Avro Anson 19 In A Tight Low-Speed Aerobatic Display
The Royal Air Force used dozens of different aircraft during World War II. The RAF had a variety of fighters, trainers, bombers and reconnaissance to aid them against the Axis Powers. Among the Royal Air Force’s wide variety of planes, few were as versatile as the Arvo Anson.
Introduced in 1936 the Arvo Anson was a multirole plane that could function as a bomber, fighter, or reconnaissance aircraft. Despite a variety of uses the Arvo Anson was found to be very effective as a trainer for new pilots. With over 11,000 units built, it was the most-produced multirole plane used by the Allies.
- Crew: Three-four
- Length: 42 ft 3 in (12.88 m)
- Wingspan: 56 ft 6 in (17.22 m)
- Height: 13 ft 1 in (3.99 m)
- Wing area: 463 ft² (43.01 m²)
- Empty weight: 5,512 lb (2,500 kg)
- Loaded weight: 7,955 lb (3,608 kg)
- Max. takeoff weight: 8,500 lb (3,900 kg)
- Powerplant: Two × Armstrong Siddeley Cheetah IX radial engines, 350 hp (261 kW) each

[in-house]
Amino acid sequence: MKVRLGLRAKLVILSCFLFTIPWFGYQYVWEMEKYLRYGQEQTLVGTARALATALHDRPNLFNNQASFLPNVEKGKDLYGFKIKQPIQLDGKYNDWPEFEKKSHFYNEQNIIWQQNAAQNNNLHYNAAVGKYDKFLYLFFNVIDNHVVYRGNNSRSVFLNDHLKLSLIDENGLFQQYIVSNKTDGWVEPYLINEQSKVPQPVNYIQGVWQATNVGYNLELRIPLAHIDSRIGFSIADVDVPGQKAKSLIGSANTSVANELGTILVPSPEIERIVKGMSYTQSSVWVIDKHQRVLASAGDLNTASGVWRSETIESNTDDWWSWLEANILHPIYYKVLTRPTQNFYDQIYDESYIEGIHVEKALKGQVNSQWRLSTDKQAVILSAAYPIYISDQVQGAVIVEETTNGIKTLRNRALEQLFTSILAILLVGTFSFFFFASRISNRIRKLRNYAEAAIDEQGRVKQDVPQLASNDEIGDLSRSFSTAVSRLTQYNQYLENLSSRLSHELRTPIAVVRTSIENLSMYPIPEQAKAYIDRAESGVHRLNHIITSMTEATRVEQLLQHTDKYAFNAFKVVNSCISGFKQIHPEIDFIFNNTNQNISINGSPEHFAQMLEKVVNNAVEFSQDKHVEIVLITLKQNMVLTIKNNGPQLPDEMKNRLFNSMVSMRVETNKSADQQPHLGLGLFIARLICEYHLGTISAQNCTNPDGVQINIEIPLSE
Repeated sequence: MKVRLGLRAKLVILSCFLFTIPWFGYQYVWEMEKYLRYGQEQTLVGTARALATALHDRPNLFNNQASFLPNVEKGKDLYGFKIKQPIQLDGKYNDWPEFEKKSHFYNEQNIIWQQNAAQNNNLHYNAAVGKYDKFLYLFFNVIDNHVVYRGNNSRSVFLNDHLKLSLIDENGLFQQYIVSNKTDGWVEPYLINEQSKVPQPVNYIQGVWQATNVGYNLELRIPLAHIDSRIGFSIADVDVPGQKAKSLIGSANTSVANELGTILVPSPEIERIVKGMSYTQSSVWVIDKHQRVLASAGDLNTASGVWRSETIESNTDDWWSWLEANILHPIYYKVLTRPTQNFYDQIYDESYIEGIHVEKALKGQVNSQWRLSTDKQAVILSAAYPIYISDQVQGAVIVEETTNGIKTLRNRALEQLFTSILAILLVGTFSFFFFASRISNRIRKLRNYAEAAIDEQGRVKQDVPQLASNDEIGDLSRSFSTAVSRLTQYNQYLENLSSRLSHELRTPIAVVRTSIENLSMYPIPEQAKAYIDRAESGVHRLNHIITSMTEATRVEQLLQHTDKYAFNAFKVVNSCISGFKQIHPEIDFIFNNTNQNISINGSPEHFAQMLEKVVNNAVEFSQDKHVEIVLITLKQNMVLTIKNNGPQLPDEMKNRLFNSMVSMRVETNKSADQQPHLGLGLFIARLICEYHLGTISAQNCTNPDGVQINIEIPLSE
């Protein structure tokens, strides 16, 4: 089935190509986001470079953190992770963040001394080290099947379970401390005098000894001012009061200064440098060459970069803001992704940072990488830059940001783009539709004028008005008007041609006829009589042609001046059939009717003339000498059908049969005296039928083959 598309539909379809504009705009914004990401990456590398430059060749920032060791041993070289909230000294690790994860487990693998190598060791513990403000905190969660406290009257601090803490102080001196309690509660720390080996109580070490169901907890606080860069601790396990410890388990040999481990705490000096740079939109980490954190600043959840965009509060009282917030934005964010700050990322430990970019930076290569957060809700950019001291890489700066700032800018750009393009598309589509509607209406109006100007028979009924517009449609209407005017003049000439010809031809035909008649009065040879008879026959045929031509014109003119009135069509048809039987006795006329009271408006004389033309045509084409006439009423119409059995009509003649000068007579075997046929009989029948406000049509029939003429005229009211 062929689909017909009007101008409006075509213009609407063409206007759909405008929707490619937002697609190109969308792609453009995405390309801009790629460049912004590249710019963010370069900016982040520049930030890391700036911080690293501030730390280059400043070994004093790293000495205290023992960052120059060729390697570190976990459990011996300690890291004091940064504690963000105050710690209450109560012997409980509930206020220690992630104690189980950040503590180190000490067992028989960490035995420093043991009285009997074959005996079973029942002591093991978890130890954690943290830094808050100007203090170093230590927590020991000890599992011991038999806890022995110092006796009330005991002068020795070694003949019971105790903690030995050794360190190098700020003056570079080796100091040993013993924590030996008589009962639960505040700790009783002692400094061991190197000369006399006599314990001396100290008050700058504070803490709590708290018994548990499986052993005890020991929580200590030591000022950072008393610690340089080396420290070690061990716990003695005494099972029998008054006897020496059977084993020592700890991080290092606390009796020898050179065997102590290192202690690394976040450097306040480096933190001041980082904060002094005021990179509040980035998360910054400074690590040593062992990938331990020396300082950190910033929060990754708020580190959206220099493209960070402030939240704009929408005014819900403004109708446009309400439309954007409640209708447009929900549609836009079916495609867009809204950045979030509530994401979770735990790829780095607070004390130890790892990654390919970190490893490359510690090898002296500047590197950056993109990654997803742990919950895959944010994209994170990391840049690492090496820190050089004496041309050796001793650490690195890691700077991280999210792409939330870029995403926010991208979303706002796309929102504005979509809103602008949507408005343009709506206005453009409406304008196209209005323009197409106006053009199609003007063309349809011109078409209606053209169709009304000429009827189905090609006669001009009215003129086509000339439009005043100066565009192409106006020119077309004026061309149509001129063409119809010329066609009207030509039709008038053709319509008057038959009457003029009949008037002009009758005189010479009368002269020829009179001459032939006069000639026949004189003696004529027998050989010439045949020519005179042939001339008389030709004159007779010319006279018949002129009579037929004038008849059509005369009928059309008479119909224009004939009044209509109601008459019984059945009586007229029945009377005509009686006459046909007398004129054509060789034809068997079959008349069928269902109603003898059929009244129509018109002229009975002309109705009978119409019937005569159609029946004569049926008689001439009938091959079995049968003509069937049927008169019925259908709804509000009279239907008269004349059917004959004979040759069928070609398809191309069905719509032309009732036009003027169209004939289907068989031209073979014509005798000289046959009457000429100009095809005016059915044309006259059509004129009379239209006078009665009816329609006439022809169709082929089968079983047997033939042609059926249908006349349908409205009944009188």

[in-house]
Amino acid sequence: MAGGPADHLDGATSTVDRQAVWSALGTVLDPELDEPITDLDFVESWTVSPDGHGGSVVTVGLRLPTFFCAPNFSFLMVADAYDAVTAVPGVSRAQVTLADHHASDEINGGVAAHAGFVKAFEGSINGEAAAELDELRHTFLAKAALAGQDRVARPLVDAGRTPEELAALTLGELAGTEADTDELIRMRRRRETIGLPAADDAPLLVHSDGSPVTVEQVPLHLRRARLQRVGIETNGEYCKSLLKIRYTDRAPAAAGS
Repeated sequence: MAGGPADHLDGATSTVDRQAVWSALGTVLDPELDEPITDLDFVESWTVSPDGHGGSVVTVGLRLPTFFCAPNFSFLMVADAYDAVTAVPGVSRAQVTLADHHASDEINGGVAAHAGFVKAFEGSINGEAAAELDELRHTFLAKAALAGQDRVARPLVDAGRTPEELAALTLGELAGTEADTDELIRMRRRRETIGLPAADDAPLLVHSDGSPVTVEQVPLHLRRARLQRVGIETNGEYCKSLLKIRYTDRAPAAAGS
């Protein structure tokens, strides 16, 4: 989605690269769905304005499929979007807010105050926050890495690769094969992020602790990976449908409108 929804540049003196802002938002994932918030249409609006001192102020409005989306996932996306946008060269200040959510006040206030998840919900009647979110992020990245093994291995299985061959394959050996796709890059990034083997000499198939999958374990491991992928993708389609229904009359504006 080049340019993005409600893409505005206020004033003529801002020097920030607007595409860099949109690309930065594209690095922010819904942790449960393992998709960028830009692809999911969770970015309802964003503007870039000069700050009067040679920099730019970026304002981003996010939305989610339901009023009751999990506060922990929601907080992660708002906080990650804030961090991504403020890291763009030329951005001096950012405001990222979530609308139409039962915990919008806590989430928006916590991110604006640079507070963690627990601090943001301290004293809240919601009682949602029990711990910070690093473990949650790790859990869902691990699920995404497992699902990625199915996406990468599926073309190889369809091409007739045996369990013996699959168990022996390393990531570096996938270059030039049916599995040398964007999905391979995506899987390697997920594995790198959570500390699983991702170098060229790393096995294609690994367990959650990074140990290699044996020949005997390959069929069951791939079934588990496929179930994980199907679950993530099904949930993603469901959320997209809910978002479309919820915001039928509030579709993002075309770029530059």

- Maximum speed: 188 mph (163 kn, 302 km/h) at 7,000 ft (2,100 m)
- Range: 790 mi (690 nmi, 1,271 km)
- Service ceiling: 19,000 ft (5,791 m)
- Rate of climb: 750 ft/min (3.8 m/s)
- Wing loading: 17.2 lb/ft² (83.9 kg/m²)
- Power/mass: 0.088 hp/lb (140 W/kg)
- 1 × .303 in (7.7 mm) machine gun in front fuselage
- 1 × .303 in (7.7 mm) Vickers K machine gun in dorsal turret
- Bombs: 360 lb (163 kg)
The Avro 19 stands out from the crowd with its vintage blue color scheme and powerful engines. See it soaring low and slow at the Shuttleworth Air Pageant in this clip from the Historical Aviation Unit.